On its face, the question seems silly. In an uncertain economy, how could the U.S. run out of workers? But if we take a look at some statistics, the answer is shall we say, complicated. While a report released from the White House this week highlights the strength of the labor force, a closer look reveals a push for policies to encourage more people to work as the nation faces the retirement of millions of baby boomers.
The share of Americans at work or looking for work, known as the labor-force participation rate, has stabilized at 63 percent from 2015 to 2018. But economists continue to expect that rate to fall in the coming years as millions of baby boomers hit retirement age.
In anticipation of this forecasted decline, the U.S. government is looking for ways to draw more people into the workforce to offset the population that is aging out of the workforce. As this conversation starter on LinkedIn points out — these policies would potentially cut the cost of childcare, increase employer training or alter the criminal justice system.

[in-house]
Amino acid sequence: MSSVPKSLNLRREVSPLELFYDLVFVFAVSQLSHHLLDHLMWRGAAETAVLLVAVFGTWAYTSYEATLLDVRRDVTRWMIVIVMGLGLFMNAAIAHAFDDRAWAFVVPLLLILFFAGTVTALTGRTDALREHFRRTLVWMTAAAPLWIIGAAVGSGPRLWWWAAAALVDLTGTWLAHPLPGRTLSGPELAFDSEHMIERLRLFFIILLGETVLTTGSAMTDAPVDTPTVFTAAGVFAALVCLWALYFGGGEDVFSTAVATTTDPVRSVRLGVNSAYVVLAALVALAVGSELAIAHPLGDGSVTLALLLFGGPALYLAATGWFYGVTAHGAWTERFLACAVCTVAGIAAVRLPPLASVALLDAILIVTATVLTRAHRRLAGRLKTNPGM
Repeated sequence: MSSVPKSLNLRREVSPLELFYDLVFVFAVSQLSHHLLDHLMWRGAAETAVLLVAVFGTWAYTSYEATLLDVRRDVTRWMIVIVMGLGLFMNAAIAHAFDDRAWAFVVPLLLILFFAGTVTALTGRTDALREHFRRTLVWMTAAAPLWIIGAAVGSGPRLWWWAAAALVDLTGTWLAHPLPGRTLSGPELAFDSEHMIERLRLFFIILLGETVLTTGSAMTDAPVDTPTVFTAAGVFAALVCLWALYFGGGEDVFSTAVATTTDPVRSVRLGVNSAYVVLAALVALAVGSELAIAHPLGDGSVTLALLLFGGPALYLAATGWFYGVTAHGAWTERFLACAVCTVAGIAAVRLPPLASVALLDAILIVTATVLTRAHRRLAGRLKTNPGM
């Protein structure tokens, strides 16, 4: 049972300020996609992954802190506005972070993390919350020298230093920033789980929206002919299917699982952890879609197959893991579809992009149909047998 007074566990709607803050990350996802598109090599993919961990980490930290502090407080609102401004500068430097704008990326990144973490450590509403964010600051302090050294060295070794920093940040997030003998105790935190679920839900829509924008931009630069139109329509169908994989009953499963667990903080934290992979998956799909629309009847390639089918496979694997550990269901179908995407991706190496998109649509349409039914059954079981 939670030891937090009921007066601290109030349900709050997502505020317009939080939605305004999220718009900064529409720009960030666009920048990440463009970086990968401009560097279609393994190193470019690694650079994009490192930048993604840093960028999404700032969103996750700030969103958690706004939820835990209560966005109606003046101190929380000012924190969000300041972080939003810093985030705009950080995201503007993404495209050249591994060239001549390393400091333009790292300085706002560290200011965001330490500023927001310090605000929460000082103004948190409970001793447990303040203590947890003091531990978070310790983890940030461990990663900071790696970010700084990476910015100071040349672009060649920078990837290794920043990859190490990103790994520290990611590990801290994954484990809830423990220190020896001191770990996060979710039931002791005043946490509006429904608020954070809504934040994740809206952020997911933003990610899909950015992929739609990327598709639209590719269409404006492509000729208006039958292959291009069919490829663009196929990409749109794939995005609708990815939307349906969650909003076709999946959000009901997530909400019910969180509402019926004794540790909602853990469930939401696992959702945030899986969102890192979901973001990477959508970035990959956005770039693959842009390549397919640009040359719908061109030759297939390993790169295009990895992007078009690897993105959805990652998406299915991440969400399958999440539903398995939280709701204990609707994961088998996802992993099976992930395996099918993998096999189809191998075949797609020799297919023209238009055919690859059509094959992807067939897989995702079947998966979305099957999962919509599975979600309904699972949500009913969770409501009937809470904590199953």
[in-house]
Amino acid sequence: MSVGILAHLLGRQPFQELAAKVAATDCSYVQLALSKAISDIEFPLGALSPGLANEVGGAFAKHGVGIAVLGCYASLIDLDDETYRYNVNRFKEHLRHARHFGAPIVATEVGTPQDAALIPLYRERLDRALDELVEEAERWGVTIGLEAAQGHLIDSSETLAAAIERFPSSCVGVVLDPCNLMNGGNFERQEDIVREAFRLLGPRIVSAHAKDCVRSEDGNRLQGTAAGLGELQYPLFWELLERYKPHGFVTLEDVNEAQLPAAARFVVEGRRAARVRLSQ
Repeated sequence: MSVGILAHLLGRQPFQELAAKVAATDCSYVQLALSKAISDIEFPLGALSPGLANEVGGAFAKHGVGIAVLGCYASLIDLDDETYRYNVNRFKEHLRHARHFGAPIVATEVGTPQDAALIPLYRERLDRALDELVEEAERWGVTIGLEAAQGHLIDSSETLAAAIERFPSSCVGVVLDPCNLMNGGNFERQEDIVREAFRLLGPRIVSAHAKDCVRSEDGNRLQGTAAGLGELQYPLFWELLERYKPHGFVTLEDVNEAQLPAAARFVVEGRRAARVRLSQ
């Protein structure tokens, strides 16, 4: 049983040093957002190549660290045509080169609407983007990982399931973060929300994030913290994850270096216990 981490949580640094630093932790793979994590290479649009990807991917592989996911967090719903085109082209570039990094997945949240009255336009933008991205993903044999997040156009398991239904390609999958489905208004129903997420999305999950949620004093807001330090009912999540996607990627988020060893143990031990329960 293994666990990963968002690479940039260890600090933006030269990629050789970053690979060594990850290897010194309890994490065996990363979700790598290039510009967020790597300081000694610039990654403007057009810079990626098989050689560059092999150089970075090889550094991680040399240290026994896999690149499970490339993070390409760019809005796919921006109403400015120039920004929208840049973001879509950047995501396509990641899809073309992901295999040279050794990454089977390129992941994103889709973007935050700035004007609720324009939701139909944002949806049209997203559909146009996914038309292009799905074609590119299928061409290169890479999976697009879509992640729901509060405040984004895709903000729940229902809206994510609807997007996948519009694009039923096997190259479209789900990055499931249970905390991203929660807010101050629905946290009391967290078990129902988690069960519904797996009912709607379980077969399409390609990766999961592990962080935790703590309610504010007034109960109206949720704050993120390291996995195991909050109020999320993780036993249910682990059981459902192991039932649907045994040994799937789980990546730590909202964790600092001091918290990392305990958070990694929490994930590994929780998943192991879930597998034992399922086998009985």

Related: Companies lose out when employees’ caregiving burdens increase
Tell us: Do you think the US will run out of workers as the baby-boomer population ages out of the workforce?
Regardless of whether or not you think that the U.S. will run out of workers as the aging population retires, it’s important that you understand how the U.S. job market is rapidly changing as a result of advances in technology, automation, and other factors, and why it’s so important for everyday Americans to begin preparing now for an uncertain future. Watch our animated short film to get our perspective on what’s ahead for the workforce.
WorkingNation is a not-for-profit national campaign dedicated to explaining the high stakes of Structural Unemployment and investigating potential solutions to the problem through innovative storytelling.